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Posted 20 January 2008 - 12:08 AM

2/3" video lenses are made to be used with prism-block cameras. On a "flat" sensor there will be chromatic distortion.

Hi,

Thanks for the post.

How bad will the distortion be with the Fujinons? Are there better lenses? If the distortion isn't too bad, I can write an algorithm to correct for it. Can you quanitify or post an image of the distortion?

cheers
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#7 David Mullen ASC

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Posted 20 January 2008 - 12:18 AM

Why not just use a 2/3" 3-CCD camera with the 2/3" Fujinon HD lens?

I'm not sure why a 1" sensor camera has a C-mount -- C-mounts are mainly used for 16mm cameras and a few small video cameras. So why build a camera with a 1" sensor and then put a mount on it for lenses not meant to cover a 1" sensor? What was the manufacturer thinking???

Either way, a C-mount lens or a 2/3" video lens, are both designed only to cover a smaller area, so why not use a camera with a 2/3" 3-CCD sensor?
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#8 Glen Alexander

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Posted 20 January 2008 - 12:30 AM

Why not just use a 2/3" 3-CCD camera with the 2/3" Fujinon HD lens?

I'm not sure why a 1" sensor camera has a C-mount -- C-mounts are mainly used for 16mm cameras and a few small video cameras. So why build a camera with a 1" sensor and then put a mount on it for lenses not meant to cover a 1" sensor? What was the manufacturer thinking???

Either way, a C-mount lens or a 2/3" video lens, are both designed only to cover a smaller area, so why not use a camera with a 2/3" 3-CCD sensor?

Hi David,

Thanks for the post.

Cost is the main issue with a 3-CCD camera. Secondary concerns are size and weight.

I plan on doing some real remote shots and need something rugged and that doesn't break my back lugging around as well as being able to power with a small solar panel.

I'm not concerned with recording audio on the sensor like Sony EX-1. I'm quite happy with a small, portable DAT.

The sensor is going to cost about $4.5k USD, the acquistion, command/control laptop about $2.0k.

Why the mfg would put a C-mount on the sensor, to be honest I can only guess for low cost lenses and compatability with their other existing and current products? otherwise I don't have a clue. :)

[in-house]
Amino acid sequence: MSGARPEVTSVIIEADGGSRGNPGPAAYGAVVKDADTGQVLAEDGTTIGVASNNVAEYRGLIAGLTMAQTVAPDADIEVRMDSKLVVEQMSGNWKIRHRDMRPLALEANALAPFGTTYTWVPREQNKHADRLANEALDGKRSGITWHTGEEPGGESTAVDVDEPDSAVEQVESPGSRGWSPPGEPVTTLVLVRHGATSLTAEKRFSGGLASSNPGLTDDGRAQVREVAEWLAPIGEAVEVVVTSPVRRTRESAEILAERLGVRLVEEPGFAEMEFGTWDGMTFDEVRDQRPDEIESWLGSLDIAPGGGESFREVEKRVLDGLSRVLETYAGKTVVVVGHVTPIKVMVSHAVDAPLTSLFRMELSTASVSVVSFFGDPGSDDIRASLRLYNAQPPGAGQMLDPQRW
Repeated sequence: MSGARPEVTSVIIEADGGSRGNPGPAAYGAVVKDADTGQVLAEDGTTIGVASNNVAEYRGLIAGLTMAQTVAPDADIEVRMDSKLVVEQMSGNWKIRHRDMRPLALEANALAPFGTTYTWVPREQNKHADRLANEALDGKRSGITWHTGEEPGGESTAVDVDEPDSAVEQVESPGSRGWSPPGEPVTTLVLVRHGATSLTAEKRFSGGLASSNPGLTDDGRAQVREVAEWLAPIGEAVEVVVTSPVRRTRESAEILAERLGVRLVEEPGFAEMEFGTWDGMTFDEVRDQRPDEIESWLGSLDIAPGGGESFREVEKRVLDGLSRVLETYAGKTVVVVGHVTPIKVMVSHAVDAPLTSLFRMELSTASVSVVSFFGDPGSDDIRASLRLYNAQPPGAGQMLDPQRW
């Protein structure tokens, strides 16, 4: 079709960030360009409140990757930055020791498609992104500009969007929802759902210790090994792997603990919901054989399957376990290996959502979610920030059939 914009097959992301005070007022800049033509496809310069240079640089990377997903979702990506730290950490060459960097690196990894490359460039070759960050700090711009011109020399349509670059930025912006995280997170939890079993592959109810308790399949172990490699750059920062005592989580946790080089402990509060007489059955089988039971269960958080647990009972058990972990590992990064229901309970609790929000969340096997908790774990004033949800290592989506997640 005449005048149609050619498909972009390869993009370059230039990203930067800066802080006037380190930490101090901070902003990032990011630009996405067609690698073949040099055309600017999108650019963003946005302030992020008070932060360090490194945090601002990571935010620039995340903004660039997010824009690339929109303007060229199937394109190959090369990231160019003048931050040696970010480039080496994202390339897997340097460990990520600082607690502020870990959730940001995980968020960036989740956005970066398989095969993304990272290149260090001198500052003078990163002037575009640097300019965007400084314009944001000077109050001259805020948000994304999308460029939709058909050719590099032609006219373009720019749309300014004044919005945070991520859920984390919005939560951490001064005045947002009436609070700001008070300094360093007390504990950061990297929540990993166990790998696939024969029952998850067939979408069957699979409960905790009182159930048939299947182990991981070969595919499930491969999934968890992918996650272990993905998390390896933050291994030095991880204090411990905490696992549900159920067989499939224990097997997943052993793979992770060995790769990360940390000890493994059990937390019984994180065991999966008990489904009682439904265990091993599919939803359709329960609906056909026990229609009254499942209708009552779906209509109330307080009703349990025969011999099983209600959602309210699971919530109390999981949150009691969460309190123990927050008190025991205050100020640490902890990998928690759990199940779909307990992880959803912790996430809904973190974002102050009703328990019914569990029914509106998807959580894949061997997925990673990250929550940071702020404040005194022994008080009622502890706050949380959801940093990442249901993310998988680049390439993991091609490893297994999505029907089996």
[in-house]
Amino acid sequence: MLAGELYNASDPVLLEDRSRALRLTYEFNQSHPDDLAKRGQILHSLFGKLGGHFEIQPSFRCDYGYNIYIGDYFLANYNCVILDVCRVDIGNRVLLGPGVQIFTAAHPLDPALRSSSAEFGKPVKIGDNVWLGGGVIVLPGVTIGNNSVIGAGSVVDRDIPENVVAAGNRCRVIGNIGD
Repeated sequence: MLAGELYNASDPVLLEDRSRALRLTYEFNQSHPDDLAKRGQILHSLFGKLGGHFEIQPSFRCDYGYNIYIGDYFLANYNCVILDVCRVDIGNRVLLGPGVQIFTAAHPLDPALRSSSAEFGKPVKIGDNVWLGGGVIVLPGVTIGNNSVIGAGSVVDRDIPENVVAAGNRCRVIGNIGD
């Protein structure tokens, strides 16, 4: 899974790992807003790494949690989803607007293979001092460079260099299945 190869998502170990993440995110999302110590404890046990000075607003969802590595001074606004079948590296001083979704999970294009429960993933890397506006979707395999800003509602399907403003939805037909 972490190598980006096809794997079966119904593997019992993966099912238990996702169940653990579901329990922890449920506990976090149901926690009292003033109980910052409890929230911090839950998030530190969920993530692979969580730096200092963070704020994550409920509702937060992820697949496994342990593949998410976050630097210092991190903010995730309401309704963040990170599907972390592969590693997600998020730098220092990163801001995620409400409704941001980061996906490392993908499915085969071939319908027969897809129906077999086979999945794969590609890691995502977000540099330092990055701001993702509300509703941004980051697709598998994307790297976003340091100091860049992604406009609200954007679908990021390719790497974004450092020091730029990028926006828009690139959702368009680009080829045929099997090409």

Thanks for the feedback, great to get the details worked out of these issues .

cheers

Edited by Glen Alexander, 20 January 2008 - 12:31 AM.

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#9 David Mullen ASC

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Posted 20 January 2008 - 12:45 AM

Why not buy the Sony XDCAM-EX and a bunch of batteries?

Why mess with this DIY set-up? Your laptop needs power too anyway.
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#10 Glen Alexander

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Posted 20 January 2008 - 01:22 AM

Why not buy the Sony XDCAM-EX and a bunch of batteries?

Why mess with this DYI set-up? Your laptop needs power too anyway.


Hi David,

I've read so much on both sides about Sony/Cinealta type systems on this forum and others, people for and against. People bashing it for this reason, praising for this, it's difficult for me to see that there is a consensus to be honest.

I guess it is what you are comfortable with. I've used Balser, Dalsa, Pulnix in scientific, applications, ultimate DIY :) I find it 'simplier', then the myriad of buttons, settings, that confuse the hell out of me ha ha. I am a fan of the simple and straightforward, do the math for your lighting, lens, DOF, FOV, fps, and 'hit the button'. I have a good understand of the optical 'basics' not all of the whiz bang buttons, zebra patterns, modes etc. ha ha not that I'm opposed to learning a new trick mind you.

The sensor only needs ~4/5 Watts under full load. The laptop can perform for 2 to 3 hours under full load and needs about ~70/85W, ~50W or so 'idle', maybe ~10W?? or see "sleeping". Numbers could be off will have to check the spec sheets.

Thanks for posting.

Cheers
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#11 Brian Wells

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Posted 30 January 2008 - 09:28 PM

Balser, Dalsa, Pulnix in scientific, applications... I find it 'simpler'

Hi,

For *most* cinematographers, that method is not simpler, IMHO. Hope this helps!
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#12 Sam Wells

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Posted 31 January 2008 - 10:56 AM

I'm not sure why a 1" sensor camera has a C-mount -- C-mounts are mainly used for 16mm cameras and a few small video cameras. So why build a camera with a 1" sensor and then put a mount on it for lenses not meant to cover a 1" sensor? What was the manufacturer thinking???



I think there are "industrial" C mount video lenses that cover 1" --- I know we had a Hitachi 1" Vidicon camera used as video assist on a snorkel rig, it was C mount.....

-Sam
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Visual Products

Media Blackout - Custom Cables and AKS

Metropolis Post

Ritter Battery

Technodolly

Abel Cine

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Willys Widgets

Glidecam

CineLab

Opal